Systematic review of spinal anaesthesia using bupivacaine for ambulatory knee arthroscopy
- Additional Document Info
- View All
The use of lidocaine in spinal anaesthesia is associated with transient neurological syndrome (TNS). Bupivacaine has a lower incidence of TNS as an alternative but it may have a prolonged action. This study systematically reviews the literature about the recovery profile of patients undergoing spinal anaesthesia, using bupivacaine for arthroscopic knee surgery. We identified 17 eligible randomized clinical trials (RCTs) (1268 patients). All the articles in this review, except one, used hyperbaric bupivacaine. Five trials compared different doses of bupivacaine (range 3-15 mg). Large doses of bupivacaine (10 and 15 mg) were associated with delayed recovery, and supine positioning was associated with a high incidence of failure. With unilateral positioning, a dose as low as 4-5 mg seems to be sufficient. Five trials comparing bupivacaine or levobupivacaine with ropivacaine showed no significant difference in the time to home discharge. When bupivacaine was combined with fentanyl in two trials, marginal delay in recovery was found [time to discharge (min); weighted mean difference (WMD) 14.1, 95% CI 11.9-40.1] and increased nausea and pruritus but had reduced postoperative pain. Unilateral and bilateral spinal anaesthesia were assessed in two trials, and the latter group was associated with early recovery and discharge [time to discharge (min); WMD -41.6, 95% CI -63.6 to -19.6). The results of our systematic review suggest that 4-5 mg of hyperbaric bupivacaine can effectively produce spinal anaesthesia for knee arthroscopy with unilateral positioning. Ropivacaine or the addition of adjuvants did not improve the recovery time. There is a need for tighter RCTs with more consistent endpoints.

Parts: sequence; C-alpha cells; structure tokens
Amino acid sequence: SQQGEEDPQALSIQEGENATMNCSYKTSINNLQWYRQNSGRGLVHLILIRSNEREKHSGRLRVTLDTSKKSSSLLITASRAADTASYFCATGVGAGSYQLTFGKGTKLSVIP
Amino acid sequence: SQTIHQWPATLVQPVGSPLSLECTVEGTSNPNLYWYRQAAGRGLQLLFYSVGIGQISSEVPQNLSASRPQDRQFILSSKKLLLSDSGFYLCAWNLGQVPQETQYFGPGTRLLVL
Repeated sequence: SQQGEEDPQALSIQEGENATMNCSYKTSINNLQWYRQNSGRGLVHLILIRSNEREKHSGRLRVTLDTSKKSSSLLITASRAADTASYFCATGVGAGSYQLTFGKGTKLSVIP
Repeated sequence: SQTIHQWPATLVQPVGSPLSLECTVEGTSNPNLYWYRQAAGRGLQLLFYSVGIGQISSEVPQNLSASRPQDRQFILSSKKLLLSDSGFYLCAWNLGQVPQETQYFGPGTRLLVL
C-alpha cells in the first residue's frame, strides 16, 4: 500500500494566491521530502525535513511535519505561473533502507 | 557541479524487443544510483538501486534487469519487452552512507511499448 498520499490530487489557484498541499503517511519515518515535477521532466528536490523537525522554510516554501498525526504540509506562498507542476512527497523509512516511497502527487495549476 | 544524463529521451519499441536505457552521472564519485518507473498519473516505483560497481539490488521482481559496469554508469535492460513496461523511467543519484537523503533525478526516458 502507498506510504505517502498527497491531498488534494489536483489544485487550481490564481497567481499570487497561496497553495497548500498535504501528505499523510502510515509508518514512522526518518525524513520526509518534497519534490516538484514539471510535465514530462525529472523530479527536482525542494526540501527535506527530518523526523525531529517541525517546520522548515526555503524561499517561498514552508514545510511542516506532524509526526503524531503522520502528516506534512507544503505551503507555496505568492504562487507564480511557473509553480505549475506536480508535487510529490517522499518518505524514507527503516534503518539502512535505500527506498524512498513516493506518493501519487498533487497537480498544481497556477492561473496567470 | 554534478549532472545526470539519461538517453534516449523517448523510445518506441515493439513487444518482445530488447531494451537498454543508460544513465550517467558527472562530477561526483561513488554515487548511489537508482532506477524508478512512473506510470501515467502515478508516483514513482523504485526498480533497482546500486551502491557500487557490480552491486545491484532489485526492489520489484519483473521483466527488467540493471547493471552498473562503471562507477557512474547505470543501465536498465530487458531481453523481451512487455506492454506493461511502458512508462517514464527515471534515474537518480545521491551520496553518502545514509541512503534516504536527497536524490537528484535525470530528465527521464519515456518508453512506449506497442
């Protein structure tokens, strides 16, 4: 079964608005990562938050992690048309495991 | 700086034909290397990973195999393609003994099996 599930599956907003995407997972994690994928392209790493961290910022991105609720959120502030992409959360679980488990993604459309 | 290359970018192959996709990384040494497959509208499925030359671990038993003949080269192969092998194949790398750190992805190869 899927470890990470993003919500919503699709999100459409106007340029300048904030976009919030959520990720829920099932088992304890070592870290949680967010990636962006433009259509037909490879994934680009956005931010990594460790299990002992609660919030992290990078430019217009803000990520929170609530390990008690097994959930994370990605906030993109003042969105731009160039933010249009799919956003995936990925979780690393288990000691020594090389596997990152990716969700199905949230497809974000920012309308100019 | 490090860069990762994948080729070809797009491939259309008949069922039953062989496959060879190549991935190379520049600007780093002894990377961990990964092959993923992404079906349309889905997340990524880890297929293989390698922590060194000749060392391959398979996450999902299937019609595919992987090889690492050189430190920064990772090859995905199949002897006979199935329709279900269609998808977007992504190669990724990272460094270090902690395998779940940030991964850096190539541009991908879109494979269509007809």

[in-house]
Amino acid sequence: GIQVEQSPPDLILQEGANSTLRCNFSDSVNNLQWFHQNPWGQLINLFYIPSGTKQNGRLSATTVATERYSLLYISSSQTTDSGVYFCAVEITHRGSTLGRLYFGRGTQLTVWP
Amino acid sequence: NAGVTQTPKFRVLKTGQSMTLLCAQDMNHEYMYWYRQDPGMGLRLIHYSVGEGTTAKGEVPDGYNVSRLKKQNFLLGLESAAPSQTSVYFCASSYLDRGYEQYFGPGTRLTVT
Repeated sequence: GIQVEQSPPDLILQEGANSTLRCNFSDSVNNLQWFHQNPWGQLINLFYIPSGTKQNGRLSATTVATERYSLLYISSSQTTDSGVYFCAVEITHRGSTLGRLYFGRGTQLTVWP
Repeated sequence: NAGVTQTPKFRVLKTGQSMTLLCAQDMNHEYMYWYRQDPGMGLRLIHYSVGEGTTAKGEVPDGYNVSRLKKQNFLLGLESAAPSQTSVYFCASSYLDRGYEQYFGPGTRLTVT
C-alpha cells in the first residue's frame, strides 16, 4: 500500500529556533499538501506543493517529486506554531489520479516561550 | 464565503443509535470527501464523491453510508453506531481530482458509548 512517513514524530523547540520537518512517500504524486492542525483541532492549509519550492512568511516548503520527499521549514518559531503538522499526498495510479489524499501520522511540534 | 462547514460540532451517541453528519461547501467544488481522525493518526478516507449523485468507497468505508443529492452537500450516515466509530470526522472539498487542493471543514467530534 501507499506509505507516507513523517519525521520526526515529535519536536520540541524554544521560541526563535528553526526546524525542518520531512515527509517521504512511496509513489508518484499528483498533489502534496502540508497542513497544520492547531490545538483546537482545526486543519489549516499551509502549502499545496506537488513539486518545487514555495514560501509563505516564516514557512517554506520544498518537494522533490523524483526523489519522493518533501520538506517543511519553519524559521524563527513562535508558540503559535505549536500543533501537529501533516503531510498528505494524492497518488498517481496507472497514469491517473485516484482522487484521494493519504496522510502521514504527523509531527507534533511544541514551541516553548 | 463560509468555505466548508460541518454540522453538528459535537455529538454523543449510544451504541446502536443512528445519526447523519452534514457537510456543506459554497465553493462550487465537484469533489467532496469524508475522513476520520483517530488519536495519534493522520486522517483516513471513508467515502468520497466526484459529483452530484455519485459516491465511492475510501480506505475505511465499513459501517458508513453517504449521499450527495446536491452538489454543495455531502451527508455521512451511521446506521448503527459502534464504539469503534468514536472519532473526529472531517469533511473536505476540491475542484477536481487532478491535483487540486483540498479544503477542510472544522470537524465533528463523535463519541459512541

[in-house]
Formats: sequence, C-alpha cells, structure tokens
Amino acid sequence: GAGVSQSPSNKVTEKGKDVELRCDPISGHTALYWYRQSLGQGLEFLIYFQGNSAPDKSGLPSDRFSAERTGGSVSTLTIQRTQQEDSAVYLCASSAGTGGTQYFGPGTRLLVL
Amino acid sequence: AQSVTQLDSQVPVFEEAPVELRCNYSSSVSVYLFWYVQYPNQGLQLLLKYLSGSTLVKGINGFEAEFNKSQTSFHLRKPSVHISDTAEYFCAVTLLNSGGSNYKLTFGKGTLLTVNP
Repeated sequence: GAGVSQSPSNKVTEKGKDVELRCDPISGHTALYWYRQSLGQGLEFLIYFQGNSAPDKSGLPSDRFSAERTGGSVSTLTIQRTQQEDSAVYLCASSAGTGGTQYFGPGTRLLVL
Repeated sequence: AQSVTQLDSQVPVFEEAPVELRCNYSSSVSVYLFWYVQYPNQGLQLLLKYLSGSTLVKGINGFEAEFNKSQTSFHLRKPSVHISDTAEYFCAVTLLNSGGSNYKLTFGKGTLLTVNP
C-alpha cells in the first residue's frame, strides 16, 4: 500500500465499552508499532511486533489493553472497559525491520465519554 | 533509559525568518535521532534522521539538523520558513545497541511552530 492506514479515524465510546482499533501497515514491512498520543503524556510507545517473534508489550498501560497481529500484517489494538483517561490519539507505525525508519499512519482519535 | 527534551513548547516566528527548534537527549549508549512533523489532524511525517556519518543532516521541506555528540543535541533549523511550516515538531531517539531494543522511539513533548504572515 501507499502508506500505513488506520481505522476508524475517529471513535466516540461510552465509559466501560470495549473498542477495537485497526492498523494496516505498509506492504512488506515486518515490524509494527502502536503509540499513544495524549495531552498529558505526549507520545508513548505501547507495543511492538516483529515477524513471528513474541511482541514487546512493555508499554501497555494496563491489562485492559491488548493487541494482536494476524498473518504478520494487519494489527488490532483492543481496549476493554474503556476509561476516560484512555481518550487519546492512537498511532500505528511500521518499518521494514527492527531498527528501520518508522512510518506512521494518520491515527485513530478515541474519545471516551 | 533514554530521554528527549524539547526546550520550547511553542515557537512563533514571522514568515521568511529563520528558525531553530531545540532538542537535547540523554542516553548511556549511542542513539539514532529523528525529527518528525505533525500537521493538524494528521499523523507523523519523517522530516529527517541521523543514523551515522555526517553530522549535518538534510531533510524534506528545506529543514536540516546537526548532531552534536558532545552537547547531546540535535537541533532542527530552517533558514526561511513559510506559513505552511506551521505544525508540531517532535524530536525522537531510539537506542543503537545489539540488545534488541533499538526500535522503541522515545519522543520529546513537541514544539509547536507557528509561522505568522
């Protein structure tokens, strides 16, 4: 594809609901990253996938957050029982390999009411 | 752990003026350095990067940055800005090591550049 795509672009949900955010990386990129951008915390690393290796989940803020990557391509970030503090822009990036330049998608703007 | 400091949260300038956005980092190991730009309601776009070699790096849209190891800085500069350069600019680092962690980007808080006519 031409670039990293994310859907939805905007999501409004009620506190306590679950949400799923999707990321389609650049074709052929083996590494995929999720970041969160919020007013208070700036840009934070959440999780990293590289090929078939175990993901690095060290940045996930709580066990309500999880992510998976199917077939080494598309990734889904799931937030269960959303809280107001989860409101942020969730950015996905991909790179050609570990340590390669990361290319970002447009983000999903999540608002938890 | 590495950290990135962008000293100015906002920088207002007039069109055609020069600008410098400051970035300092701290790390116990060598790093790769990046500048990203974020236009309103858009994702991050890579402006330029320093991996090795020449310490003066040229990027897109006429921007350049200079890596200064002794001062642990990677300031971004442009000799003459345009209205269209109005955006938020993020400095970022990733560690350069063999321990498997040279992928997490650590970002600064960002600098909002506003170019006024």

has subject area